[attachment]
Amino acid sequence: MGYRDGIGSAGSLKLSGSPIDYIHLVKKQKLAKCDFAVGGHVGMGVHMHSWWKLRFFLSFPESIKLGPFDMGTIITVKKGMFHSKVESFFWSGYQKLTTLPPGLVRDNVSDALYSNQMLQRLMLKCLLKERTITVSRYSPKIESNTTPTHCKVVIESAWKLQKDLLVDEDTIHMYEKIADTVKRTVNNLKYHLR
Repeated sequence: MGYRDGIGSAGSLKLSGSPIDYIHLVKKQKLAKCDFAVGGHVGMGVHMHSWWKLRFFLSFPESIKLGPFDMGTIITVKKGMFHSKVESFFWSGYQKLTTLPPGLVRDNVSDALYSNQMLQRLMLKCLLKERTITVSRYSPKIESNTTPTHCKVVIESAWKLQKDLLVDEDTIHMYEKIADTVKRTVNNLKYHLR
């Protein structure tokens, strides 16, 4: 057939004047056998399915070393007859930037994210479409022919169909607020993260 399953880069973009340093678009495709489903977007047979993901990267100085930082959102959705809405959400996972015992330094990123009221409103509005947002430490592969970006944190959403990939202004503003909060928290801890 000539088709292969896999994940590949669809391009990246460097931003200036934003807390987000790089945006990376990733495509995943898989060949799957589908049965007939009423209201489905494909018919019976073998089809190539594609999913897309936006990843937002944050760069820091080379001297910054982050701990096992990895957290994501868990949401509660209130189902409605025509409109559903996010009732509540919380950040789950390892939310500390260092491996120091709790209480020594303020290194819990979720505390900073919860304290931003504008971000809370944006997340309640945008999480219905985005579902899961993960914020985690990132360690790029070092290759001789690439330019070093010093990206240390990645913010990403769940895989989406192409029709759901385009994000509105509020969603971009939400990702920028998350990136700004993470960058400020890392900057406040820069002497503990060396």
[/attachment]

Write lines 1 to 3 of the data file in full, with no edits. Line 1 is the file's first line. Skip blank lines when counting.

Amino acid sequence: MGYRDGIGSAGSLKLSGSPIDYIHLVKKQKLAKCDFAVGGHVGMGVHMHSWWKLRFFLSFPESIKLGPFDMGTIITVKKGMFHSKVESFFWSGYQKLTTLPPGLVRDNVSDALYSNQMLQRLMLKCLLKERTITVSRYSPKIESNTTPTHCKVVIESAWKLQKDLLVDEDTIHMYEKIADTVKRTVNNLKYHLR
Repeated sequence: MGYRDGIGSAGSLKLSGSPIDYIHLVKKQKLAKCDFAVGGHVGMGVHMHSWWKLRFFLSFPESIKLGPFDMGTIITVKKGMFHSKVESFFWSGYQKLTTLPPGLVRDNVSDALYSNQMLQRLMLKCLLKERTITVSRYSPKIESNTTPTHCKVVIESAWKLQKDLLVDEDTIHMYEKIADTVKRTVNNLKYHLR
């Protein structure tokens, strides 16, 4: 057939004047056998399915070393007859930037994210479409022919169909607020993260 399953880069973009340093678009495709489903977007047979993901990267100085930082959102959705809405959400996972015992330094990123009221409103509005947002430490592969970006944190959403990939202004503003909060928290801890 000539088709292969896999994940590949669809391009990246460097931003200036934003807390987000790089945006990376990733495509995943898989060949799957589908049965007939009423209201489905494909018919019976073998089809190539594609999913897309936006990843937002944050760069820091080379001297910054982050701990096992990895957290994501868990949401509660209130189902409605025509409109559903996010009732509540919380950040789950390892939310500390260092491996120091709790209480020594303020290194819990979720505390900073919860304290931003504008971000809370944006997340309640945008999480219905985005579902899961993960914020985690990132360690790029070092290759001789690439330019070093010093990206240390990645913010990403769940895989989406192409029709759901385009994000509105509020969603971009939400990702920028998350990136700004993470960058400020890392900057406040820069002497503990060396």